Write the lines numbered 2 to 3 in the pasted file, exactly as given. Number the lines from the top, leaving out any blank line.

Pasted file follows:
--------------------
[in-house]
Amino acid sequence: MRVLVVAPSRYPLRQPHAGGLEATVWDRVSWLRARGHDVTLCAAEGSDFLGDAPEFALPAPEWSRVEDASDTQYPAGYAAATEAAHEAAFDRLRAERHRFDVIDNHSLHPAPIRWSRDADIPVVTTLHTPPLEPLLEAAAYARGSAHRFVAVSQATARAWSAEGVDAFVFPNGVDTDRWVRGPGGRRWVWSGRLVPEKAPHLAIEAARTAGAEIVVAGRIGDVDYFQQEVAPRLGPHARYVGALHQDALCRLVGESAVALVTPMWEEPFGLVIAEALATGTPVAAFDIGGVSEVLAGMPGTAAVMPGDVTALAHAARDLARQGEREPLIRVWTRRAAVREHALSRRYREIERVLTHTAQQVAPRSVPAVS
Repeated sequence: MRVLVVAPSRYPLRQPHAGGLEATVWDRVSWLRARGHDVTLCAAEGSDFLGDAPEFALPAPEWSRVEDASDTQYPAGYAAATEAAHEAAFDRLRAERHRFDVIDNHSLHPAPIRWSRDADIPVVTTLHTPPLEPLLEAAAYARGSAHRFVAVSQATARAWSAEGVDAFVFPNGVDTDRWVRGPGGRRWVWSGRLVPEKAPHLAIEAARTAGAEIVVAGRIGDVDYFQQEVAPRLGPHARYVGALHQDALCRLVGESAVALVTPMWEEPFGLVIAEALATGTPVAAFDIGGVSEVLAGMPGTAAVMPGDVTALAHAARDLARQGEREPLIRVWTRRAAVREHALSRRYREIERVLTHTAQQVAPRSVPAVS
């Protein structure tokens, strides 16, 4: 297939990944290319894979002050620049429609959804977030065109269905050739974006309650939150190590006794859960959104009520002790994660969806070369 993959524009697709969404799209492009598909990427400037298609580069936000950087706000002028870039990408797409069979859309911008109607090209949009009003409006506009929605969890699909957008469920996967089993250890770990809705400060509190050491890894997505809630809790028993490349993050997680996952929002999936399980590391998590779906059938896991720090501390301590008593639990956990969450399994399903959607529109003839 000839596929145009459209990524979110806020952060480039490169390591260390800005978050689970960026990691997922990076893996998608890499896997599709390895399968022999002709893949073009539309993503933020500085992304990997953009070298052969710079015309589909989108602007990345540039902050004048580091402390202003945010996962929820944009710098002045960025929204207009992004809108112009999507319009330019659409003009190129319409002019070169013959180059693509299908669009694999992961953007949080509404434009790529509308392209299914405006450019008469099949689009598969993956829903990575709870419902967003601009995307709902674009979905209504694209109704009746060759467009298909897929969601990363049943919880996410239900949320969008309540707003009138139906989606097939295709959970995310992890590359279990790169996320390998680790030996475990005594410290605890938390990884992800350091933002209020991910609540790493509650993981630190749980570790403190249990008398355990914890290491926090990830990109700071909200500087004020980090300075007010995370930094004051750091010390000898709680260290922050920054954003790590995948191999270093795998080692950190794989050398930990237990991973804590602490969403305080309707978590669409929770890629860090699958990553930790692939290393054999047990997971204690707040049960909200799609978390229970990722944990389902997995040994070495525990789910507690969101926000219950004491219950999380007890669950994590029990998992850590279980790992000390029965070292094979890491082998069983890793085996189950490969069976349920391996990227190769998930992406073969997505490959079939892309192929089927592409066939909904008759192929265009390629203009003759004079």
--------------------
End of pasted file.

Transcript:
Amino acid sequence: MRVLVVAPSRYPLRQPHAGGLEATVWDRVSWLRARGHDVTLCAAEGSDFLGDAPEFALPAPEWSRVEDASDTQYPAGYAAATEAAHEAAFDRLRAERHRFDVIDNHSLHPAPIRWSRDADIPVVTTLHTPPLEPLLEAAAYARGSAHRFVAVSQATARAWSAEGVDAFVFPNGVDTDRWVRGPGGRRWVWSGRLVPEKAPHLAIEAARTAGAEIVVAGRIGDVDYFQQEVAPRLGPHARYVGALHQDALCRLVGESAVALVTPMWEEPFGLVIAEALATGTPVAAFDIGGVSEVLAGMPGTAAVMPGDVTALAHAARDLARQGEREPLIRVWTRRAAVREHALSRRYREIERVLTHTAQQVAPRSVPAVS
Repeated sequence: MRVLVVAPSRYPLRQPHAGGLEATVWDRVSWLRARGHDVTLCAAEGSDFLGDAPEFALPAPEWSRVEDASDTQYPAGYAAATEAAHEAAFDRLRAERHRFDVIDNHSLHPAPIRWSRDADIPVVTTLHTPPLEPLLEAAAYARGSAHRFVAVSQATARAWSAEGVDAFVFPNGVDTDRWVRGPGGRRWVWSGRLVPEKAPHLAIEAARTAGAEIVVAGRIGDVDYFQQEVAPRLGPHARYVGALHQDALCRLVGESAVALVTPMWEEPFGLVIAEALATGTPVAAFDIGGVSEVLAGMPGTAAVMPGDVTALAHAARDLARQGEREPLIRVWTRRAAVREHALSRRYREIERVLTHTAQQVAPRSVPAVS